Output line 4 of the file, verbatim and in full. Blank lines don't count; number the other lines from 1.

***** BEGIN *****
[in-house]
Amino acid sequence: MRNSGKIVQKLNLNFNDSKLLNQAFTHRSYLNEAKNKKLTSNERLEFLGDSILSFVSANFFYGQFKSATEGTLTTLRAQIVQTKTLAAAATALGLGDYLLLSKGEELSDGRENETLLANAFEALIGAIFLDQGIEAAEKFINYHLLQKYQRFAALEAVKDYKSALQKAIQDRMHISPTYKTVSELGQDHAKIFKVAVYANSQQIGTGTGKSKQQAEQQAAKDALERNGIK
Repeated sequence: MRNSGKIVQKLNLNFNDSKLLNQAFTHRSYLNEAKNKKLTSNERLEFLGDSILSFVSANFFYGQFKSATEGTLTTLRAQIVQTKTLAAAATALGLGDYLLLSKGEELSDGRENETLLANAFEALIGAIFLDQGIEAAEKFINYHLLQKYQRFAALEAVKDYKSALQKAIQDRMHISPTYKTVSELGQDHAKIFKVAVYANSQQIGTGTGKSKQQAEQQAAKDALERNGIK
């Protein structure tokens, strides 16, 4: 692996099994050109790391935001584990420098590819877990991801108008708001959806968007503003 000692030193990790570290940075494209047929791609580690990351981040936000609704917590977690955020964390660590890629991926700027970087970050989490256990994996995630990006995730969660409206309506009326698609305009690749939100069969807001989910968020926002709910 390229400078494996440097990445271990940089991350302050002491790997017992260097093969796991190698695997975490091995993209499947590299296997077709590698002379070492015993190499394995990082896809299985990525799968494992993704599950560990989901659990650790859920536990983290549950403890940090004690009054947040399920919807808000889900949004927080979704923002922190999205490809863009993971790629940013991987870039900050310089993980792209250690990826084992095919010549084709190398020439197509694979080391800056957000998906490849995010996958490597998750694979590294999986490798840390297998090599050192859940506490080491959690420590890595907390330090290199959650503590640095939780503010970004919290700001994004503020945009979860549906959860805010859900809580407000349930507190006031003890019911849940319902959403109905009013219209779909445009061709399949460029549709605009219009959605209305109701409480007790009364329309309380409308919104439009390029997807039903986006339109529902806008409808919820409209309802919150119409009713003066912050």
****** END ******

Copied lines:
């Protein structure tokens, strides 16, 4: 692996099994050109790391935001584990420098590819877990991801108008708001959806968007503003 000692030193990790570290940075494209047929791609580690990351981040936000609704917590977690955020964390660590890629991926700027970087970050989490256990994996995630990006995730969660409206309506009326698609305009690749939100069969807001989910968020926002709910 390229400078494996440097990445271990940089991350302050002491790997017992260097093969796991190698695997975490091995993209499947590299296997077709590698002379070492015993190499394995990082896809299985990525799968494992993704599950560990989901659990650790859920536990983290549950403890940090004690009054947040399920919807808000889900949004927080979704923002922190999205490809863009993971790629940013991987870039900050310089993980792209250690990826084992095919010549084709190398020439197509694979080391800056957000998906490849995010996958490597998750694979590294999986490798840390297998090599050192859940506490080491959690420590890595907390330090290199959650503590640095939780503010970004919290700001994004503020945009979860549906959860805010859900809580407000349930507190006031003890019911849940319902959403109905009013219209779909445009061709399949460029549709605009219009959605209305109701409480007790009364329309309380409308919104439009390029997807039903986006339109529902806008409808919820409209309802919150119409009713003066912050």